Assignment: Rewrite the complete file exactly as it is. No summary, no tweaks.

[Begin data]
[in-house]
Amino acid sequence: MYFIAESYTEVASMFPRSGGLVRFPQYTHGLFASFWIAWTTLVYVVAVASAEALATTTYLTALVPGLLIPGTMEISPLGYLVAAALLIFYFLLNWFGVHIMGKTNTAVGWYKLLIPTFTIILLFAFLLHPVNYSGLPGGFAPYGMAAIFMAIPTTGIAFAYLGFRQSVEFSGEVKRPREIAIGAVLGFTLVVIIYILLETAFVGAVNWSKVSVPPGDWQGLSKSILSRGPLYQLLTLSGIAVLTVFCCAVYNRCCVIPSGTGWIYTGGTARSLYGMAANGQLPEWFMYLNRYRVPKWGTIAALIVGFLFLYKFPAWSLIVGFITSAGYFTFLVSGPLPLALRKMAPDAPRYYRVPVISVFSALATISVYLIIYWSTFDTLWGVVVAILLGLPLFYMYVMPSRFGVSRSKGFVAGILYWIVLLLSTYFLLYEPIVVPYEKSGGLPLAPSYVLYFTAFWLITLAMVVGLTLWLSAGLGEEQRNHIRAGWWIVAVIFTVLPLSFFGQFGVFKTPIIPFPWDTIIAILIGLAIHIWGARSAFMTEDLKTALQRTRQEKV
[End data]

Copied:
[in-house]
Amino acid sequence: MYFIAESYTEVASMFPRSGGLVRFPQYTHGLFASFWIAWTTLVYVVAVASAEALATTTYLTALVPGLLIPGTMEISPLGYLVAAALLIFYFLLNWFGVHIMGKTNTAVGWYKLLIPTFTIILLFAFLLHPVNYSGLPGGFAPYGMAAIFMAIPTTGIAFAYLGFRQSVEFSGEVKRPREIAIGAVLGFTLVVIIYILLETAFVGAVNWSKVSVPPGDWQGLSKSILSRGPLYQLLTLSGIAVLTVFCCAVYNRCCVIPSGTGWIYTGGTARSLYGMAANGQLPEWFMYLNRYRVPKWGTIAALIVGFLFLYKFPAWSLIVGFITSAGYFTFLVSGPLPLALRKMAPDAPRYYRVPVISVFSALATISVYLIIYWSTFDTLWGVVVAILLGLPLFYMYVMPSRFGVSRSKGFVAGILYWIVLLLSTYFLLYEPIVVPYEKSGGLPLAPSYVLYFTAFWLITLAMVVGLTLWLSAGLGEEQRNHIRAGWWIVAVIFTVLPLSFFGQFGVFKTPIIPFPWDTIIAILIGLAIHIWGARSAFMTEDLKTALQRTRQEKV